The Land Transports
External costs of land national transports may count for some % points of the Gross Domestic Product (GDP). It is an enormous sum, that unfortunately corresponds to real burdens of a high social relevance: losses of time due to congestion, the dramatic consequences of road accidents, the health effects of air pollution, the disturbance and health effects of noise, the expected net damages due to man-induced climate change… External costs of transport are not exclusively linked to mobility. Four main categories of transport external costs may be distinguished:
- Externalities due to the construction of infrastructures (airports, railways and stations, roads and motorways); typically they are linked to landscape impacts (effects on tourism and on amenity of the local population); to impacts on natural resources (loss of habitats, barrier effects on animal movements), to civil works environmental impacts, to those generated in the production of the materials and energy products used in the construction, to the non adequately compensated expropriations. In the perspective of a sustainable development this category may cause huge external costs (loss of rare habitats and biodiversity impacts) but at the moment they have been studied very little as such.
- Externalities due the (low quality) management of infrastructure (bad maintenance with formation of holes in the road mantle, works in progress during peak traffic periods, type of toll payment in relation to queues, etc.);
- Externalities due to the production and to the dismantling of end of life vehicles. These are typically process and industrial externalities. They are taken at a very low level by the present very tight EU legislation, but in the vehicles end of life phase much more could be done in order to maximise recycling rate of components, to control the materials recycling processes and to minimise the external costs of final waste treatment;
- Externalities due to the use of vehicles (mobility). This is the most studied category in terms of external costs. Less studied but quantitatively important are the externalities due to mobility linked to the transport auxiliary products (fuels production, batteries, lubricants, tires, etc.). (Table)
Traffic management and external costs of mobility
Even if external costs of mobility have a primary responsibility at the level of the single vehicle users, they could be reduced by integrated traffic management.
This is particularly the case of urban areas, where urban mobility plans and traffic management schemes should be implemented. For a fair and efficient mobility management, urban private traffic charging systems are suggested only when public transport well designed alternatives are provided to people: this means that a complete cost & benefit assessment of mobility should be made. Travelling purposes and needs of people should be in-depth analysed in order to provide real benefiting alternatives to the private forms of mobility. In the case of closed infrastructures (motorways) traffic management schemes could be implemented in order to promote the use of green cars (euro standard differentiated automatic tolls), to reduce greenhouse gases emissions (automatic speed controls), to smooth congestion peaks (time differentiated tolls, information systems, etc.), to reduce noise impacts (barriers) and most of all to increase safety (police control, fog alerting systems, tunnel safety systems, etc.). Obviously many of these measures may be suggested also in the case of ordinary extra-urban roads.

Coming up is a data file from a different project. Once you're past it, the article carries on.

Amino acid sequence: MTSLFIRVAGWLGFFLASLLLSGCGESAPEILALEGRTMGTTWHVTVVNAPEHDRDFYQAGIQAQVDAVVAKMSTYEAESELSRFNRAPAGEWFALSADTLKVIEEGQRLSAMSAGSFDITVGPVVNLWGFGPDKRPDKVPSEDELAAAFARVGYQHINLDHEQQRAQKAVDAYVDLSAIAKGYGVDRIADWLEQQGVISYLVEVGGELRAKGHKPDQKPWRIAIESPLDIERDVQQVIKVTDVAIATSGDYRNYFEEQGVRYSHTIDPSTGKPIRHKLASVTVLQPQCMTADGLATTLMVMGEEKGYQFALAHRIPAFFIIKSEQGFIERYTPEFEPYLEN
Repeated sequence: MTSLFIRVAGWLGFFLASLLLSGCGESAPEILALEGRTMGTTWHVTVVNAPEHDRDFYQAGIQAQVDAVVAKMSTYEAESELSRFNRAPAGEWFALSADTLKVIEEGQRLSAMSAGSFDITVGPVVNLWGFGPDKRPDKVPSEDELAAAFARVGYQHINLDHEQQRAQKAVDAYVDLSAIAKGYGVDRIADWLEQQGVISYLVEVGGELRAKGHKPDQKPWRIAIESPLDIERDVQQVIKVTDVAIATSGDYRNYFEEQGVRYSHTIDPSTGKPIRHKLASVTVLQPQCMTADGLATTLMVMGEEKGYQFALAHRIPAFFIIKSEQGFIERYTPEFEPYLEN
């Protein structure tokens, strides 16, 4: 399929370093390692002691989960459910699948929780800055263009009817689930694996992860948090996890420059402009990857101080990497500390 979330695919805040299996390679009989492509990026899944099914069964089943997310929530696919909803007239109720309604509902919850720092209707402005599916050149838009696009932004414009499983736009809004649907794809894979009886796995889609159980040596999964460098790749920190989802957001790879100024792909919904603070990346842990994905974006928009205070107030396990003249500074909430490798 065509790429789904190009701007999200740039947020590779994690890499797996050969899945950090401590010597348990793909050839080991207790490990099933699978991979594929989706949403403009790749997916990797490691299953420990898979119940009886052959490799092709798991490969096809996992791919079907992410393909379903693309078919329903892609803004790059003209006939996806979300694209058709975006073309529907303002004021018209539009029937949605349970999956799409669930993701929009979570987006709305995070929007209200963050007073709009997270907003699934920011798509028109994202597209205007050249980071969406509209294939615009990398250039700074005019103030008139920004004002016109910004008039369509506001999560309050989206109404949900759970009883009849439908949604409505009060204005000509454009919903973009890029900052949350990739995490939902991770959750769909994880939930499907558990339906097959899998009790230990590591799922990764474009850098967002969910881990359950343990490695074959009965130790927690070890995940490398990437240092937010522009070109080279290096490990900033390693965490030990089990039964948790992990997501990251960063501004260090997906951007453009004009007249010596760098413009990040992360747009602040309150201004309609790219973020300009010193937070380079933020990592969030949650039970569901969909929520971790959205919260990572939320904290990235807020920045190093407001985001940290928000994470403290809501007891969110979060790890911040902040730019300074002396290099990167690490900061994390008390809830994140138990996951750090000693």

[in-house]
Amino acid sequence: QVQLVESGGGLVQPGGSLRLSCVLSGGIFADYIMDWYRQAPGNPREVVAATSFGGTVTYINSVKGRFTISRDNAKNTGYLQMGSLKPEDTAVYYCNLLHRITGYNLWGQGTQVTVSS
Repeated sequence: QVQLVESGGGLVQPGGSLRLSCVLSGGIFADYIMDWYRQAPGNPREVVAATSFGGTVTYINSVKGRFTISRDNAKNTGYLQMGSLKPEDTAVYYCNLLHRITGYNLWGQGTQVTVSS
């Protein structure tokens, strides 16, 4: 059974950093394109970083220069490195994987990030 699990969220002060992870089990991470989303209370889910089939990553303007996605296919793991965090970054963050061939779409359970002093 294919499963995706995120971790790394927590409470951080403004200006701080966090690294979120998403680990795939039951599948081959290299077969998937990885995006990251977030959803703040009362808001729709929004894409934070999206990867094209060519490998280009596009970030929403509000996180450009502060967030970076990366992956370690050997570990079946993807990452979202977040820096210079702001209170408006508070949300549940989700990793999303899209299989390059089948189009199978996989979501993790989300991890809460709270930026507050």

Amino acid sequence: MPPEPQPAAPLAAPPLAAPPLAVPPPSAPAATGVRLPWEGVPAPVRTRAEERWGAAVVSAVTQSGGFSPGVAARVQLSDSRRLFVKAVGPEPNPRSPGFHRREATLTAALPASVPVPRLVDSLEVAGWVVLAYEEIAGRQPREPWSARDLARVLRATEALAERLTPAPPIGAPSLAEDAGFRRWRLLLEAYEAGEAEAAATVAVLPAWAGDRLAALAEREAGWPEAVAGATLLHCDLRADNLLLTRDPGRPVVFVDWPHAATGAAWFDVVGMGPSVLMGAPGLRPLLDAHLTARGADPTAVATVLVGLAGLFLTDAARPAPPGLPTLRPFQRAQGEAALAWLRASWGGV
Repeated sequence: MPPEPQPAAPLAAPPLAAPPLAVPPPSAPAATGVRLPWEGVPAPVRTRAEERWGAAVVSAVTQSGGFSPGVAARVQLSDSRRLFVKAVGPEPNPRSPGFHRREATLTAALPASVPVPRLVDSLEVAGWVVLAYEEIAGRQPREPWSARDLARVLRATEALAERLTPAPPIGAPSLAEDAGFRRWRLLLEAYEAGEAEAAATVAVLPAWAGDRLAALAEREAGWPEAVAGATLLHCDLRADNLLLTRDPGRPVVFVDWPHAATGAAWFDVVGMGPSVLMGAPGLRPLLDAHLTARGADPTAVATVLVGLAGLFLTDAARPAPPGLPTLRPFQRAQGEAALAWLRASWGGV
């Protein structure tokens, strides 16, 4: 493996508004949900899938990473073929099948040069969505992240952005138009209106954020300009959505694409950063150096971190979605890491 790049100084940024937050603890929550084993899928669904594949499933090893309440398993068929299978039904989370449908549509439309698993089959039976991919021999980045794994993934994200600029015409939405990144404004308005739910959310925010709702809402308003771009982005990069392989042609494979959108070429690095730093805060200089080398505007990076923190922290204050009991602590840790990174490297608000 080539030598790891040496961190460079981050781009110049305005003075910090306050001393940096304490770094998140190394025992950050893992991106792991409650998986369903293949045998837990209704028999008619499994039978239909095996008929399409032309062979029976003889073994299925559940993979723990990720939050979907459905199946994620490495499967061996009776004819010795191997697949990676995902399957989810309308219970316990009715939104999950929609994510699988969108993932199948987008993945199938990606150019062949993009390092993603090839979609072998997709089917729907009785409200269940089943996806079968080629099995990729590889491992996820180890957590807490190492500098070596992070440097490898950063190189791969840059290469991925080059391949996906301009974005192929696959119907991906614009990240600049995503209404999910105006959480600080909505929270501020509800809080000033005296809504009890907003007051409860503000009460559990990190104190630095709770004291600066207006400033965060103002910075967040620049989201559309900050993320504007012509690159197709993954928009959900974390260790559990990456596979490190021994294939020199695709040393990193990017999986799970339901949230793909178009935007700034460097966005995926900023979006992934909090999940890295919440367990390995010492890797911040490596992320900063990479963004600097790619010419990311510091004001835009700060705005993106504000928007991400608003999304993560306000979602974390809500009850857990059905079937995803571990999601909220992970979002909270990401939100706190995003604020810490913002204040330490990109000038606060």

External costs of mobility in Italy
As to transport external costs in Italy, the five Reports produced by the NGO Amici della Terra (Friends of the Earth Italy) should be quoted for their completeness and systematic reference to the EU research (English versions of the summary reports are available at www.amicidellaterra.it ):
- “The Environmental and Social costs of Mobility in Italy” - Summary published by Ferrovie dello Stato + Full study version published by FrancoAngeli Publisher - Milan, 1998. Year of reference for the calculation of the external costs of mobility: 1995.
- “The Environmental and Social Costs of Mobility in Italy” – Summary of the Second Report published by Ferrovie dello Stato Roma, 1999. Year of reference for the calculation of the external costs of mobility: 1997.
- “Production, Use and Dismantling of Transport Vehicles: the External Costs in a Life Cycle Perspective” – Summary of the Third Report published by Ferrovie dello Stato + Full study version published by FrancoAngeli, Milan, 2000. Year of reference for the calculation of the external costs: 1997.
- “The Environmental and Social Costs of Mobility in Italy” - The Fourth Report. Published by Ferrovie dello Stato, Roma, 2001. Year of reference for the calculation of the external costs: 1999.
- “The Environmental and Social Costs of Mobility in Italy” - The Fifth Report. Ferrovie dello Stato, Roma, 2006. Year of reference for the calculation of the external costs: 2003.